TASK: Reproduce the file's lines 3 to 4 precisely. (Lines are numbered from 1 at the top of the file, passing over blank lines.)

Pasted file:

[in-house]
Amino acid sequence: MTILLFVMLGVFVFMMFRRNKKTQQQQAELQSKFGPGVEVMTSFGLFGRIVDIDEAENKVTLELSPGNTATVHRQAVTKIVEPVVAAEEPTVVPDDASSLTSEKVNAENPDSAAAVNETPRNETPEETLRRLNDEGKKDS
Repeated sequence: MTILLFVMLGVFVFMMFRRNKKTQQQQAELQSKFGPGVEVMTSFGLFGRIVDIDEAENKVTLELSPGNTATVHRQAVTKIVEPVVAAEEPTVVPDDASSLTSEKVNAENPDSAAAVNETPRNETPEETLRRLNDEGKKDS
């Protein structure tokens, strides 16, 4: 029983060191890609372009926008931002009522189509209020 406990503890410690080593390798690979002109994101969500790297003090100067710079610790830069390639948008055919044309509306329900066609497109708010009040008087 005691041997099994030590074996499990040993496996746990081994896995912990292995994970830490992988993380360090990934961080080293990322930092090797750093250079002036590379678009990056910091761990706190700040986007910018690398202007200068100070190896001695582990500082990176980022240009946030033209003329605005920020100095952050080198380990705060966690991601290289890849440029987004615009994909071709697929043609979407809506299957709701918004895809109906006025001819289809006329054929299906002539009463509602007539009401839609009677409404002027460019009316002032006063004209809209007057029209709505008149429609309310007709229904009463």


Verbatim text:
Repeated sequence: MTILLFVMLGVFVFMMFRRNKKTQQQQAELQSKFGPGVEVMTSFGLFGRIVDIDEAENKVTLELSPGNTATVHRQAVTKIVEPVVAAEEPTVVPDDASSLTSEKVNAENPDSAAAVNETPRNETPEETLRRLNDEGKKDS
């Protein structure tokens, strides 16, 4: 029983060191890609372009926008931002009522189509209020 406990503890410690080593390798690979002109994101969500790297003090100067710079610790830069390639948008055919044309509306329900066609497109708010009040008087 005691041997099994030590074996499990040993496996746990081994896995912990292995994970830490992988993380360090990934961080080293990322930092090797750093250079002036590379678009990056910091761990706190700040986007910018690398202007200068100070190896001695582990500082990176980022240009946030033209003329605005920020100095952050080198380990705060966690991601290289890849440029987004615009994909071709697929043609979407809506299957709701918004895809109906006025001819289809006329054929299906002539009463509602007539009401839609009677409404002027460019009316002032006063004209809209007057029209709505008149429609309310007709229904009463």